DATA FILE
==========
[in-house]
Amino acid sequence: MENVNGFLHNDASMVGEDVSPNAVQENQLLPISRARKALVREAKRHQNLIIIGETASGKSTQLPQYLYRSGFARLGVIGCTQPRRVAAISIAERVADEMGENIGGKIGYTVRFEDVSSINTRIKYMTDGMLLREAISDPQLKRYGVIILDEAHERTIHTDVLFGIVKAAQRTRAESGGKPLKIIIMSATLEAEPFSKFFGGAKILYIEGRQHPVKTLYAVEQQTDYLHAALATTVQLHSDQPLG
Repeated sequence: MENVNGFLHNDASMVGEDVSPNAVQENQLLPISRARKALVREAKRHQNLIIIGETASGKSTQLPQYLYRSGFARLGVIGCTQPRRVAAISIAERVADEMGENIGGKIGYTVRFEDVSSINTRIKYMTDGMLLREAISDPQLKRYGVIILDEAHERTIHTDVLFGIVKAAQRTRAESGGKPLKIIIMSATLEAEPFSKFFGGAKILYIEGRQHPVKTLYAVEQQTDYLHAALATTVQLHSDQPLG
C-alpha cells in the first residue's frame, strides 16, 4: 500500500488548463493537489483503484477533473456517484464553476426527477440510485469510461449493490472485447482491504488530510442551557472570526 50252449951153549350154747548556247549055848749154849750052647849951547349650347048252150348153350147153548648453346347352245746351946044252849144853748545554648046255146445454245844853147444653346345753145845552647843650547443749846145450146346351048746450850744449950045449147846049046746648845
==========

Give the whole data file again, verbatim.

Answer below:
[in-house]
Amino acid sequence: MENVNGFLHNDASMVGEDVSPNAVQENQLLPISRARKALVREAKRHQNLIIIGETASGKSTQLPQYLYRSGFARLGVIGCTQPRRVAAISIAERVADEMGENIGGKIGYTVRFEDVSSINTRIKYMTDGMLLREAISDPQLKRYGVIILDEAHERTIHTDVLFGIVKAAQRTRAESGGKPLKIIIMSATLEAEPFSKFFGGAKILYIEGRQHPVKTLYAVEQQTDYLHAALATTVQLHSDQPLG
Repeated sequence: MENVNGFLHNDASMVGEDVSPNAVQENQLLPISRARKALVREAKRHQNLIIIGETASGKSTQLPQYLYRSGFARLGVIGCTQPRRVAAISIAERVADEMGENIGGKIGYTVRFEDVSSINTRIKYMTDGMLLREAISDPQLKRYGVIILDEAHERTIHTDVLFGIVKAAQRTRAESGGKPLKIIIMSATLEAEPFSKFFGGAKILYIEGRQHPVKTLYAVEQQTDYLHAALATTVQLHSDQPLG
C-alpha cells in the first residue's frame, strides 16, 4: 500500500488548463493537489483503484477533473456517484464553476426527477440510485469510461449493490472485447482491504488530510442551557472570526 50252449951153549350154747548556247549055848749154849750052647849951547349650347048252150348153350147153548648453346347352245746351946044252849144853748545554648046255146445454245844853147444653346345753145845552647843650547443749846145450146346351048746450850744449950045449147846049046746648845